Sometimes, even when high-calorie and high-protein foods are offered, people with cancer have trouble eating enough to meet their nutritional needs. Tube feedings may be needed to supplement the diet or, when significant weight loss has happened, as the sole source of nutrition to prevent malnutrition. This can involve placing a small tube through the nose, down the esophagus and leaving it either in the stomach (nasogastric or NG tube) or duodenum (nasoduodenal), the first part of the small intestine. The gastrointestinal tract or "gut" must be functioning properly before a feeding tube can be placed.
Sometimes, a PEG (percutaneous endoscopic gastrostomy) tube is used instead. This is a tube inserted surgically through the skin of the stomach wall and placed directly into the stomach. It is used to give nutrients to patients who cannot swallow. Or a similar tube, known as a J-tube (for jejunostomy), can be surgically placed into the small intestine. These alternatives to oral feedings may be only temporary. Your healthcare provider or registered dietitian will discuss these choices with you if it is considered necessary to help you maintain your nutritional status during your cancer treatment.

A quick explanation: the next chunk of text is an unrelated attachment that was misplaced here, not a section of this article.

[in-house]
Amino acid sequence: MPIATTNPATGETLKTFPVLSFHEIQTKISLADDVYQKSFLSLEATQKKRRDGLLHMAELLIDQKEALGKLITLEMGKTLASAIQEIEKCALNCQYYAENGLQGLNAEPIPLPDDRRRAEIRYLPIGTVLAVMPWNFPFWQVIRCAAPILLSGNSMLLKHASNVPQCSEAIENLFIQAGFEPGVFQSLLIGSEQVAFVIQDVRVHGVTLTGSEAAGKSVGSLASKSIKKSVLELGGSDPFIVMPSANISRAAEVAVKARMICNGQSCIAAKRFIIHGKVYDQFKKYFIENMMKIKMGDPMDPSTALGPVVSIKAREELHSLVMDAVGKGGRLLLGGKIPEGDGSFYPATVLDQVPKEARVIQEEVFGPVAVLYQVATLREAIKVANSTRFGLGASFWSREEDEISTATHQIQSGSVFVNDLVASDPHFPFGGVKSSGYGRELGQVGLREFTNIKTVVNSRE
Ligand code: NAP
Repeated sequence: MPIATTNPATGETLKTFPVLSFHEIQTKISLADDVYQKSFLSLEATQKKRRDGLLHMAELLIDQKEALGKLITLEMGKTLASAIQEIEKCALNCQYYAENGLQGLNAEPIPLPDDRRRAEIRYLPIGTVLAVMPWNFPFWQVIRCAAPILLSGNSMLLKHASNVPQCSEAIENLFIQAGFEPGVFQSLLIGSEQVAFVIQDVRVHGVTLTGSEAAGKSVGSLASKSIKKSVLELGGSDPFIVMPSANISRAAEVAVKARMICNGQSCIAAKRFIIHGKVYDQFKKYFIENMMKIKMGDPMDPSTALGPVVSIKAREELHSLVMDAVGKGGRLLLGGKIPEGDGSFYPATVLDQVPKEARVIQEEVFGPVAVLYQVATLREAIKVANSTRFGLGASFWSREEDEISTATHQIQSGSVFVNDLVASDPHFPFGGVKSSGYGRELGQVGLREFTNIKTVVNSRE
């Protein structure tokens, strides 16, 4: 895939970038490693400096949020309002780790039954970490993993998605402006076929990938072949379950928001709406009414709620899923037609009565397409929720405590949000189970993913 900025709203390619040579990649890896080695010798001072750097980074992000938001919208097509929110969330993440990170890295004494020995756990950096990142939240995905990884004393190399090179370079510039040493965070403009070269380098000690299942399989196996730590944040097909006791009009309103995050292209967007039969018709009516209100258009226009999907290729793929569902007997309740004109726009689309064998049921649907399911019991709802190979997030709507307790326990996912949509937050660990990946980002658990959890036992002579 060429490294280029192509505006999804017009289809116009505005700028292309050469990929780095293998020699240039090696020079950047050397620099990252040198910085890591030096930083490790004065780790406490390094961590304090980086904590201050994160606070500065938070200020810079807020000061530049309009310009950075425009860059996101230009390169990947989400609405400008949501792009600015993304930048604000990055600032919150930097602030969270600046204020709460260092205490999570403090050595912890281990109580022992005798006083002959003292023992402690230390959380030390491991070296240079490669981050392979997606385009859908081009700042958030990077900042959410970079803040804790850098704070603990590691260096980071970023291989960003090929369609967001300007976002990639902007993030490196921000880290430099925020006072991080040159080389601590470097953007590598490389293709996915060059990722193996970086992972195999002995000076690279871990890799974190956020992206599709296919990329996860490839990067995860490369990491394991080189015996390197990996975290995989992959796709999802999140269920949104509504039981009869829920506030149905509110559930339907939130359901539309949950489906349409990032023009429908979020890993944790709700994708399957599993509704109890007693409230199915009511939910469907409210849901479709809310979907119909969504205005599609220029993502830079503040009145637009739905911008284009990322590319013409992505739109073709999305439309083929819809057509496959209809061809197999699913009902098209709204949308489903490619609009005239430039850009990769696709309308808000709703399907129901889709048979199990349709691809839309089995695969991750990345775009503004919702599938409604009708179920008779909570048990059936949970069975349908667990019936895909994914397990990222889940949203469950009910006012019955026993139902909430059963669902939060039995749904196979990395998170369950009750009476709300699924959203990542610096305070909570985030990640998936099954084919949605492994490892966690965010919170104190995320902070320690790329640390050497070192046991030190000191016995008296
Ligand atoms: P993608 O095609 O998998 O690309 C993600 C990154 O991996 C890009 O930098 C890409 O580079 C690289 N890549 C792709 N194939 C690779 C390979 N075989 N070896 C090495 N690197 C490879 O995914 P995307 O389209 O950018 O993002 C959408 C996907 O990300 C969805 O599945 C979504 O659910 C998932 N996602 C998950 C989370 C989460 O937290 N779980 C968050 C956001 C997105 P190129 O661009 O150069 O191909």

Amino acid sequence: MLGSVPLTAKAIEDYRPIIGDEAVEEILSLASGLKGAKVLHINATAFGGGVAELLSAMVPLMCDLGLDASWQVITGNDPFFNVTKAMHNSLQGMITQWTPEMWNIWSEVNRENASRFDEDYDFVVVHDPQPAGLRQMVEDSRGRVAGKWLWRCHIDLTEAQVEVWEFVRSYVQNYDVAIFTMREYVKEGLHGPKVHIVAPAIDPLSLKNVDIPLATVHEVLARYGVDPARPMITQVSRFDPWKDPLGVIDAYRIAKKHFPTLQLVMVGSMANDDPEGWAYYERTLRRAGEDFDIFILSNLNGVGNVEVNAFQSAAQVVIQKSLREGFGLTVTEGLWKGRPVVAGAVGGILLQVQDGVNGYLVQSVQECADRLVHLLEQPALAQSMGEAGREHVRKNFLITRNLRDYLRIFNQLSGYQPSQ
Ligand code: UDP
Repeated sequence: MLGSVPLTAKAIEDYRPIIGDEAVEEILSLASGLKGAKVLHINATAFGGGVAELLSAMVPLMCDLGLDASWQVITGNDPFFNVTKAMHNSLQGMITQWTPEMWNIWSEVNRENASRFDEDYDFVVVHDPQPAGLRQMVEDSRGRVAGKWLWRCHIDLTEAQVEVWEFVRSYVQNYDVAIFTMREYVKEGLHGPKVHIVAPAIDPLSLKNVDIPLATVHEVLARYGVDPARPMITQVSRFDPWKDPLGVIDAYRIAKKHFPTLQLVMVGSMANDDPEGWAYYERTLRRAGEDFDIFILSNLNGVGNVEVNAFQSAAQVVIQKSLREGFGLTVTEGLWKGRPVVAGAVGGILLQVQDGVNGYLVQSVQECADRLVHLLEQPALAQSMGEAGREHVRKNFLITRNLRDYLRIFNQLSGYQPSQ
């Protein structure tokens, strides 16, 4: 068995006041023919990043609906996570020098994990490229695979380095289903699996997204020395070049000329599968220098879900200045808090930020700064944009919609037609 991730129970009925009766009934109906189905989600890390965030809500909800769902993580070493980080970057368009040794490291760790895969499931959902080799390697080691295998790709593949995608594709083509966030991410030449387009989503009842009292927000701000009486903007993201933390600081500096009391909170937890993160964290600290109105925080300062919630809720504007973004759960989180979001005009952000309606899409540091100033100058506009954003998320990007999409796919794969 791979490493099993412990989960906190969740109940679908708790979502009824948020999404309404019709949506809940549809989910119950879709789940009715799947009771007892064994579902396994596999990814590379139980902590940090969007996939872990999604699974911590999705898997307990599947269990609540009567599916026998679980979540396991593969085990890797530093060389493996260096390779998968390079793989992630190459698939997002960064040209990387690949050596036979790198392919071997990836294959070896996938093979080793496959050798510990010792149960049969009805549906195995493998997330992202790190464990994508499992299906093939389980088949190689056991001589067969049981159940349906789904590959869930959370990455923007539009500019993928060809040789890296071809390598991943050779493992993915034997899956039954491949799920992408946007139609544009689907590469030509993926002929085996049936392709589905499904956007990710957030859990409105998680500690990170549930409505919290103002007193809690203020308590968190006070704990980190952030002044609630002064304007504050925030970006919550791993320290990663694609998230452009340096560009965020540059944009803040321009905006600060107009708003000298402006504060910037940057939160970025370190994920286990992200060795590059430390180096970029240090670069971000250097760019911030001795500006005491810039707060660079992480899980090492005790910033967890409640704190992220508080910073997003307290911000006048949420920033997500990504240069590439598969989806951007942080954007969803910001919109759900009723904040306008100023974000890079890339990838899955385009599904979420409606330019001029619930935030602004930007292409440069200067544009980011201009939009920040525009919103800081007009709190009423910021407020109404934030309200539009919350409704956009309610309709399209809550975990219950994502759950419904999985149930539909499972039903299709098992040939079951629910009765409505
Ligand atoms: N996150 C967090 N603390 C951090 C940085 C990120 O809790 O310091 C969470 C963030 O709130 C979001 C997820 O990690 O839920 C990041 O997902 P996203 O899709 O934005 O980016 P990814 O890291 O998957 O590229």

In some cases, people undergoing treatment for cancer need total parenteral nutrition (TPN) to help meet their nutritional needs. TPN is a special mixture of glucose, protein, fat, vitamins, and minerals that are given through an IV into the veins. This procedure is called intravenous feedings. A central venous catheter is typically used to give TPN. It is inserted into a large vein and can remain in place for an extended period of time. TPN provides necessary nutrients when someone is not tolerating food by mouth, not absorbing nutrients in the gut, or needing bowel rest. The TPN solution is usually taken in continuously over several hours of the day.
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